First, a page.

Chapter 6 Roaring Twenties to the Great Depression, 1920–1932
The 1920s were a period of economic growth and transition. Real wages for most workers increased, while stock prices advanced as much during the 1920s as they had in the previous three decades. The US census of 1920 revealed that, for the first time, a majority of Americans lived in cities and towns with at least 2,500 residents. The 1920s also boasted a uniquely modern culture that celebrated the fast pace of cosmopolitan life. Yet in many ways, the United States was still mired in the past. Progressive reformers sought to publicize the tragedy of preventable diseases and child mortality among the poor. However, it was not until after the discovery that millions of draftees in World War I were malnourished and medically unfit for military service that these reformers had the attention of the federal government. Despite recent advances in medicine, childbirth remained the second-leading cause of death among women.
The emergence of modern medicine permitted child mortality rates to decline significantly among the wealthy, but few other Americans enjoyed regular access to physicians. For the urban poor and many rural dwellers, an average of one in three children died before their fifth birthday. Progressives attempted to counter these trends through federal action. However, conservatives perceived these attempts as symptomatic of the excessive growth of government during the previous two decades. The contest regarding federal support for health care programs for women and infants personifies the transition from Progressivism to more conservative ways of thought regarding the role of government. This transition from Progressivism to conservatism was one of the leading dynamics of the 1920s.
Although the middle and late 1920s saw a resurgence of conservative thought, Progressive ideas about reform would continue into the early 1920s. Grassroots campaigns by the newly formed League of Women Voters, along with a variety of other women’s clubs and Progressive organizations, seized the message of military preparedness. They sought to convince voters that prenatal care and other health programs were vital to the nation’s well-being. Even conservative groups such as the Daughters of the American Revolution joined the chorus of voices calling for federal intervention to improve prenatal and early childhood care. In response, Congress approved the Sheppard-Towner ActThe first federally funded program encouraging social welfare, the Sheppard-Towner Act provided matching grants for communities to develop women’s health clinics and other programs designed to reduce infant mortality. in 1921. The Sheppard-Towner Act was based on a bill introduced by Montana congresswoman Jeanette Rankin in 1919. The law provided federal matching grants for state-operated women’s health clinics and other programs designed to safeguard the health of women and infants. The Sheppard-Towner Act was the first federally funded program in the nation’s history designed to promote social welfare. The law was hardly radical, however, as it provided only modest funding through matching grants to states and communities. These entities were required to provide at least 50 percent of the funding for the health clinics and prenatal programs. They were also responsible for administration and operation of these programs. The availability of federal subsidies spurred the construction of several thousand health clinics in cities and small towns. The greatest impact may have occurred in isolated rural areas served by traveling nurses and distance-learning programs that trained community midwives.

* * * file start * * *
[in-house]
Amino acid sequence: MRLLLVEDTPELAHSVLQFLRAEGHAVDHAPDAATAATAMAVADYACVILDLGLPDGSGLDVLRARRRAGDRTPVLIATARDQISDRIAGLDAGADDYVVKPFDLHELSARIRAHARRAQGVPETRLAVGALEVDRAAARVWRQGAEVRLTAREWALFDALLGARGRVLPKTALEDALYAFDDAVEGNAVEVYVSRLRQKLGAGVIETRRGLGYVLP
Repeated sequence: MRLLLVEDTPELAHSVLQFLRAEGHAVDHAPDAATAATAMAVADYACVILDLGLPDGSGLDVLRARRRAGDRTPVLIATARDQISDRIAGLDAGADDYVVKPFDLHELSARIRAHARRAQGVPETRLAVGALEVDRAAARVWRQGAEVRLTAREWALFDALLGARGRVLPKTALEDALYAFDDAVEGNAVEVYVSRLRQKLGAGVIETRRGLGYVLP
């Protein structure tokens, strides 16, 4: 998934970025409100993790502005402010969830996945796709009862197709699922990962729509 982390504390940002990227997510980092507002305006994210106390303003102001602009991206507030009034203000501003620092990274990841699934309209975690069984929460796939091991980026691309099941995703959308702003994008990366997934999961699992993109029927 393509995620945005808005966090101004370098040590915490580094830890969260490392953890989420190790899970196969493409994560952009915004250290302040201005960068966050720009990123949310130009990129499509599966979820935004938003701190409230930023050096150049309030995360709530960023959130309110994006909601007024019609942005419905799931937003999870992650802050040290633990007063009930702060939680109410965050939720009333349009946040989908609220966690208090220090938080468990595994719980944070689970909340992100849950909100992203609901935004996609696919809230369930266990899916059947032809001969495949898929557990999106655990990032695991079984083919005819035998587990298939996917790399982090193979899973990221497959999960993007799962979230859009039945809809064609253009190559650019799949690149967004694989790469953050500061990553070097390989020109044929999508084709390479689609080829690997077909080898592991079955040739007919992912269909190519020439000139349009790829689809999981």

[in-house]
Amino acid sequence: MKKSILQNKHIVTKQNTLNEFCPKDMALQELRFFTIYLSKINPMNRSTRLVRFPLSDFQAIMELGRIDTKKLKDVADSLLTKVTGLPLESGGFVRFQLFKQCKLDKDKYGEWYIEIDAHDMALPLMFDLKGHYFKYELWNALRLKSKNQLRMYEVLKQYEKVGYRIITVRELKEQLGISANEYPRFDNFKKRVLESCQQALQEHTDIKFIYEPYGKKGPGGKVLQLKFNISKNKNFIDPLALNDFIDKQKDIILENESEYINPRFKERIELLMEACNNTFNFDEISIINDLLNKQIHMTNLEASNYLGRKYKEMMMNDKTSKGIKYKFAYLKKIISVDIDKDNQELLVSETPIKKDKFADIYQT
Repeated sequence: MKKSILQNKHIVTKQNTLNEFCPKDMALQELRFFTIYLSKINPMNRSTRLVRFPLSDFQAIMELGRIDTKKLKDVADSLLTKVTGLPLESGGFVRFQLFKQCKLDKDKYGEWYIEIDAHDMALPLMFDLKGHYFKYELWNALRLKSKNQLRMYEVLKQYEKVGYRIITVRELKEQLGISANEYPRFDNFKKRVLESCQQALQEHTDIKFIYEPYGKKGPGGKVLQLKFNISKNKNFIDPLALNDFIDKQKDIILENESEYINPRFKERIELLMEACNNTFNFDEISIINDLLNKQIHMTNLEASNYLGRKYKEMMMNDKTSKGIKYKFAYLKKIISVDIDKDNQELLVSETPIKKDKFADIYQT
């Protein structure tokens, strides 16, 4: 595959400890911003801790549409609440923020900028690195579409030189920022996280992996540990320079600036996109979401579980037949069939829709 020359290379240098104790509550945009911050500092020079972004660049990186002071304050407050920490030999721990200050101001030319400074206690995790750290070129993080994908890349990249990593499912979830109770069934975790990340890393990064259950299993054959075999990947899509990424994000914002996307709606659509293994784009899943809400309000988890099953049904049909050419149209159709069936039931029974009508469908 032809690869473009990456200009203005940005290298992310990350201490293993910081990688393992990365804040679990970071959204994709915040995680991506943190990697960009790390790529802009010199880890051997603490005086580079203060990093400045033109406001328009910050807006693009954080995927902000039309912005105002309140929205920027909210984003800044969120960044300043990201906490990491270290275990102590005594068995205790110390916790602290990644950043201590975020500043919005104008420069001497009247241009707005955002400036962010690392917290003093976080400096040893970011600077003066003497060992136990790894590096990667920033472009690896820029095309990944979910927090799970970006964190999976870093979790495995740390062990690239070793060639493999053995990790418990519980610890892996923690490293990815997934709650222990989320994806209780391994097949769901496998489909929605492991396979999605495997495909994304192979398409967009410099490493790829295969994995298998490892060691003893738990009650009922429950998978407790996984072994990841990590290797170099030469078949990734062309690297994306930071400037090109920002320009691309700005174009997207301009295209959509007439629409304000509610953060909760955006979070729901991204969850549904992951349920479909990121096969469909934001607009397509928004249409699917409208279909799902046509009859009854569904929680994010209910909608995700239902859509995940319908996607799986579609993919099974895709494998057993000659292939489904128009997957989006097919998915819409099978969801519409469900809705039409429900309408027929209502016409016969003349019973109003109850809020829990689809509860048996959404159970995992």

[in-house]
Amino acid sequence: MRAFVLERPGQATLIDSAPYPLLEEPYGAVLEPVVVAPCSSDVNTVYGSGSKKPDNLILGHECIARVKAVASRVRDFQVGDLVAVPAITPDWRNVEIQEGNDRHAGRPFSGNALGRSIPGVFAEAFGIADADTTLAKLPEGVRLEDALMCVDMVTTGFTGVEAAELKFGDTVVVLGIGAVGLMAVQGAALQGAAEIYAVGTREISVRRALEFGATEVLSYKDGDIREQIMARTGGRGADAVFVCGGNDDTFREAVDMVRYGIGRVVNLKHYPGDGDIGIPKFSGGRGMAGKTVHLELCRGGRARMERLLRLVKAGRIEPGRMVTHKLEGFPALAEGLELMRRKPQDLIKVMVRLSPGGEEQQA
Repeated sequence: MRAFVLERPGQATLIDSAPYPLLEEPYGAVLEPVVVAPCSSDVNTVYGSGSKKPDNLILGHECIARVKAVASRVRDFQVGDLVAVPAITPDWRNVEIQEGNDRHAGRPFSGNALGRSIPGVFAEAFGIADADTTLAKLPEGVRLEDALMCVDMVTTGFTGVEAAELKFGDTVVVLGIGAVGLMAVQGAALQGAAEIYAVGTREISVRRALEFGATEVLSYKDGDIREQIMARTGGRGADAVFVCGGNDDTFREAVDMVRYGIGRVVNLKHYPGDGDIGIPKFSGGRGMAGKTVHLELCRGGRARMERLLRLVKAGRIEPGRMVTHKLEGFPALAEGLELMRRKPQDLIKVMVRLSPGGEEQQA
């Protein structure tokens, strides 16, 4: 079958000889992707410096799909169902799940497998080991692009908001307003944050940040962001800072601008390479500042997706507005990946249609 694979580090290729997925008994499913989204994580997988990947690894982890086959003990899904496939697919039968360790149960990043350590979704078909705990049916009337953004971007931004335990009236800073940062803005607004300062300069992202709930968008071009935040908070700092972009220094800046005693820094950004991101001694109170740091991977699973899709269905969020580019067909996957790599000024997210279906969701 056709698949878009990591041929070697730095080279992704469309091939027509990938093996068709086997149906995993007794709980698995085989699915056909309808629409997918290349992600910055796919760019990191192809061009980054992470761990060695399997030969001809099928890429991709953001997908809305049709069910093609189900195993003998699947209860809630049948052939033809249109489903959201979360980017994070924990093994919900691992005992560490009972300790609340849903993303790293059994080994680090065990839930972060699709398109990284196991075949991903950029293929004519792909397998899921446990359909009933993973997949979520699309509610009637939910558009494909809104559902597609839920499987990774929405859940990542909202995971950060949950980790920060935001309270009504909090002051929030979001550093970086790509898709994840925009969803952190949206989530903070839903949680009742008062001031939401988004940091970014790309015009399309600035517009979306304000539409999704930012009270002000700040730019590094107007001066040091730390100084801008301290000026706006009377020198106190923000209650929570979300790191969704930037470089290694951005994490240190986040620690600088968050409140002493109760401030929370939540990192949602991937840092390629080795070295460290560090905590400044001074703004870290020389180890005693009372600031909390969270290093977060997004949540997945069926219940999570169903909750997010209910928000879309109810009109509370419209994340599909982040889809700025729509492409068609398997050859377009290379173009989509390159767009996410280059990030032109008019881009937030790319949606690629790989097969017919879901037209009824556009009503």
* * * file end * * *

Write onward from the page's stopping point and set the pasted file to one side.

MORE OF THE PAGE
The Sheppard-Towner Act suggested a new partnership between government, technology, and privately owned hospitals and medical practices. It also reflected growing expectations by citizens toward the federal government. In 1920s America, nearly all federal revenue was dedicated to national defense and repayment of wartime loans. Social welfare was regarded as an obligation of state and local government. Sensing the possibility that success of the Sheppard-Towner Act might lead to more government intervention in their industry, the American Medical Association (AMA) attacked the federally subsidized women’s clinics as “socialized medicine.”
The AMA launched a campaign against the growth of the federal government into the private sector. The AMA also attempted to cut off funding for the clinics and eliminate further government subsidies for medical services, even those for women and infants. Attorneys representing the AMA pointed out that the Tenth Amendment designated all powers not specifically enumerated in the Constitution to the states. As a result, they argued, providing federal funds for women’s clinics was unconstitutional. When the US Supreme Court rejected this argument, the AMA continued its attack against “Socialism” in the private sector of medicine.
The AMA continued to lobby against the Sheppard-Towner Act throughout the 1920s. Meanwhile, the political climate continued its drift away from the liberalism of the Progressives and towards more conservative views regarding the proper role of government. As a result, Congress eliminated federal appropriations for the clinics in 1929. Although the law had been popular, many began to view its provisions as undue interference within the private sector. Later that same year, a financial crisis led many Americans to reconsider the need for federal government activism. Ironically, the federal government was called upon to intervene on behalf of the private sector as the health of the nation’s financial system was on the verge of collapse.